Review – DeathSmiles: Deluxe Edition
‘Gothic-Lolita’? Oh dear, Japan. Oh dear.
Well this is unexpected. A previously region-locked shoot ’em up by Japanese bullet-hell mentalists Cave Software, released over here in a Deluxe Edition, complete with a soundtrack CD and a disc of PC accessories, for less that £20? It’s not often that the so-called ‘hardcore’ get that kind of treatment in the UK so right off the bat I’m feeling pretty positive towards DeathSmiles.
The game tells the (completely pointless) story of five witches who are trapped in the land of Gilverado and forced to battle demons and monsters in an effort to protect this new world and maybe find a way back home. However, with magic projectiles basically being bullets, you can disregard the plot entirely and just treat this as what it is, a straight-forward shooter.
Despite being Cave’s second ever horizontal shooter (they are better known for their vertical efforts such as Guwange, the DonPachi games and EspDaGaluda) this follows their usual template of having a choice of playable characters, each of whom has a regular firing mode, a slower but more powerful laser mode and a stock of smart bombs. As with Guwange, you also have a ‘familiar’, a creature that follows you around and provides extra firepower and protection. Being a Cave game, it also promises you a deep scoring system to master, a metric ton of bullets to navigate through and a host of big bosses for you to chip away at until they explode.
Initially the game recalls memories of such ‘lone man in space’ shooters as Side Arms, Forgotten Worlds and the 2008 Xbox Live Arcade title Omega Five and starts at a reasonably gentle pace. You initially have three stages to pick from, with another three becoming available after you beat the first. Finishing those six levels allows you access to a balls-hard bonus level and the final stage. The difficulty curve is as fair as you can get in a game that only takes fifteen minutes to complete and hardcore mentalists can also select harder difficulty levels with the promise of a lot more points.
As with most good shooters, survival is your first goal but then the game opens up for leaderboard competition and bragging rights with billions of points on offer for those of you who can master the harder difficulty settings. However those of you without autistic super powers will also be able to get a lot of fun out of what is a classy and enjoyable shooter.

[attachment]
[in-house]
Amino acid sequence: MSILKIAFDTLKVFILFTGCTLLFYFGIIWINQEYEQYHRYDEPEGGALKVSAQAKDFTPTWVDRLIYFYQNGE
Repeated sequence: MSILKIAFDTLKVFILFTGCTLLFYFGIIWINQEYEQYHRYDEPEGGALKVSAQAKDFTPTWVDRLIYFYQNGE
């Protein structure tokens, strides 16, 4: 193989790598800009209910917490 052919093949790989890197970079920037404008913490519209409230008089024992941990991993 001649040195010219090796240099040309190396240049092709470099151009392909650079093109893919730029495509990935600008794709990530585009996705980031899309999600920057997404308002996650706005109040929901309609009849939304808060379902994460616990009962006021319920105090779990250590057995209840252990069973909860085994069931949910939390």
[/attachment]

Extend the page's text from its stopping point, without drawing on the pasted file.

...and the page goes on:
This Deluxe Edition version of DeathSmiles definitely gives decent value for what is a cheap and cheerful price tag. First up you get a straight port of the original arcade title. The gameplay is as described above but the graphics, which were already looking distinctly low-res in 2007, look pretty awful on a hi-def telly. The game is displayed in a tiny window for a start and if you use the display options to zoom in, it looks rougher than Pat Butcher in a dress.
The ‘Xbox 360’ mode is the exact same game but with a fresh lick of paint. The graphics are smoother and higher res. They still look a little jagged when inspected closely but when combined with the excellent level and enemy design (which to be fair still shines through even on the Arcade Mode) this is quite a lovely looking shooter. With this combination of great gameplay and improved graphics, this is the mode you’ll probably play the most (especially as the majority of the game’s achievements are only available in this or the Arcade mode).
However, it doesn’t end there. You also get the Version 1.1 mode which adds a new control scheme to the original game. Now the right analog stick controls your familiar, allowing you to defend yourself on the harder difficulties and position your companion for maximum firepower. It works, albeit not as spectacularly as it did in Guwange, but with the majority of the achievements and leaderboard action happening on the other modes, there’s not much reason to stay with 1.1. Still, as a nifty bonus on the disc you can’t really grumble and they do throw in a nice bonus stage (called The Ice Palace) just to make arcade fans that little bit more jealous.